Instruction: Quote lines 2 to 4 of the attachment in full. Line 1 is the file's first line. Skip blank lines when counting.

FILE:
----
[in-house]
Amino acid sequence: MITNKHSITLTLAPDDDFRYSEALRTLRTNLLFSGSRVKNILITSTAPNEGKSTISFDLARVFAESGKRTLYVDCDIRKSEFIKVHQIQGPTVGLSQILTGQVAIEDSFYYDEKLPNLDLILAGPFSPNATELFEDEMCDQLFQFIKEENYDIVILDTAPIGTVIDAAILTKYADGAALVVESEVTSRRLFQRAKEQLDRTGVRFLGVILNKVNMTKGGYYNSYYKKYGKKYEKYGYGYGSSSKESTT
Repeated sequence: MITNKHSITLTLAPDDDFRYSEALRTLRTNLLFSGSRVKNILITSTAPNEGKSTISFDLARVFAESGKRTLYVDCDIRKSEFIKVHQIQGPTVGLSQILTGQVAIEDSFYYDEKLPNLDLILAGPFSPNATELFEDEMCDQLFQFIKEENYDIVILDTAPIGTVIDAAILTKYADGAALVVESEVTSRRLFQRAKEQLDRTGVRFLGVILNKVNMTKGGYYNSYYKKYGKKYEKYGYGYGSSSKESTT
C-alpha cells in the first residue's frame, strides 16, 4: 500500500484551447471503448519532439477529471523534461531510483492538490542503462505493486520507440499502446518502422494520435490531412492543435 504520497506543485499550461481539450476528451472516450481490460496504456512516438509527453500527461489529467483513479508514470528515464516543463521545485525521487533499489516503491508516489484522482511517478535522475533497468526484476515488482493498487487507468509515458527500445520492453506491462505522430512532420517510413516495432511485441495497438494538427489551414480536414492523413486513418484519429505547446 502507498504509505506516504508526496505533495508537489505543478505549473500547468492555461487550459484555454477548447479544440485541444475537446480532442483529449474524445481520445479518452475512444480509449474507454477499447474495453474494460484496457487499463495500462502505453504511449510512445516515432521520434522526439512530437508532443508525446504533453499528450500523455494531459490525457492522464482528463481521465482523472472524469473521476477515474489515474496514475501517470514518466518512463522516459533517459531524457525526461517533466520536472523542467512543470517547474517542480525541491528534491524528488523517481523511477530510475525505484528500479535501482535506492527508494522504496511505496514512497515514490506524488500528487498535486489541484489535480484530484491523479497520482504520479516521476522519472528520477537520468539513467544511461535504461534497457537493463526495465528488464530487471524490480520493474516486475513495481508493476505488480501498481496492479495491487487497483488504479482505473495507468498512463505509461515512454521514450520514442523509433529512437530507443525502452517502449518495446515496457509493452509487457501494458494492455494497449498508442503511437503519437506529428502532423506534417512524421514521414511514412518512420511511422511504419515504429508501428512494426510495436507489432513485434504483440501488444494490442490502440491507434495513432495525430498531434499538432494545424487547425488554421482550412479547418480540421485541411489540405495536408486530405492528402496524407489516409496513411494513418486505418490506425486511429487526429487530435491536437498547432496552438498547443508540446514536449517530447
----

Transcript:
Amino acid sequence: MITNKHSITLTLAPDDDFRYSEALRTLRTNLLFSGSRVKNILITSTAPNEGKSTISFDLARVFAESGKRTLYVDCDIRKSEFIKVHQIQGPTVGLSQILTGQVAIEDSFYYDEKLPNLDLILAGPFSPNATELFEDEMCDQLFQFIKEENYDIVILDTAPIGTVIDAAILTKYADGAALVVESEVTSRRLFQRAKEQLDRTGVRFLGVILNKVNMTKGGYYNSYYKKYGKKYEKYGYGYGSSSKESTT
Repeated sequence: MITNKHSITLTLAPDDDFRYSEALRTLRTNLLFSGSRVKNILITSTAPNEGKSTISFDLARVFAESGKRTLYVDCDIRKSEFIKVHQIQGPTVGLSQILTGQVAIEDSFYYDEKLPNLDLILAGPFSPNATELFEDEMCDQLFQFIKEENYDIVILDTAPIGTVIDAAILTKYADGAALVVESEVTSRRLFQRAKEQLDRTGVRFLGVILNKVNMTKGGYYNSYYKKYGKKYEKYGYGYGSSSKESTT
C-alpha cells in the first residue's frame, strides 16, 4: 500500500484551447471503448519532439477529471523534461531510483492538490542503462505493486520507440499502446518502422494520435490531412492543435 504520497506543485499550461481539450476528451472516450481490460496504456512516438509527453500527461489529467483513479508514470528515464516543463521545485525521487533499489516503491508516489484522482511517478535522475533497468526484476515488482493498487487507468509515458527500445520492453506491462505522430512532420517510413516495432511485441495497438494538427489551414480536414492523413486513418484519429505547446 502507498504509505506516504508526496505533495508537489505543478505549473500547468492555461487550459484555454477548447479544440485541444475537446480532442483529449474524445481520445479518452475512444480509449474507454477499447474495453474494460484496457487499463495500462502505453504511449510512445516515432521520434522526439512530437508532443508525446504533453499528450500523455494531459490525457492522464482528463481521465482523472472524469473521476477515474489515474496514475501517470514518466518512463522516459533517459531524457525526461517533466520536472523542467512543470517547474517542480525541491528534491524528488523517481523511477530510475525505484528500479535501482535506492527508494522504496511505496514512497515514490506524488500528487498535486489541484489535480484530484491523479497520482504520479516521476522519472528520477537520468539513467544511461535504461534497457537493463526495465528488464530487471524490480520493474516486475513495481508493476505488480501498481496492479495491487487497483488504479482505473495507468498512463505509461515512454521514450520514442523509433529512437530507443525502452517502449518495446515496457509493452509487457501494458494492455494497449498508442503511437503519437506529428502532423506534417512524421514521414511514412518512420511511422511504419515504429508501428512494426510495436507489432513485434504483440501488444494490442490502440491507434495513432495525430498531434499538432494545424487547425488554421482550412479547418480540421485541411489540405495536408486530405492528402496524407489516409496513411494513418486505418490506425486511429487526429487530435491536437498547432496552438498547443508540446514536449517530447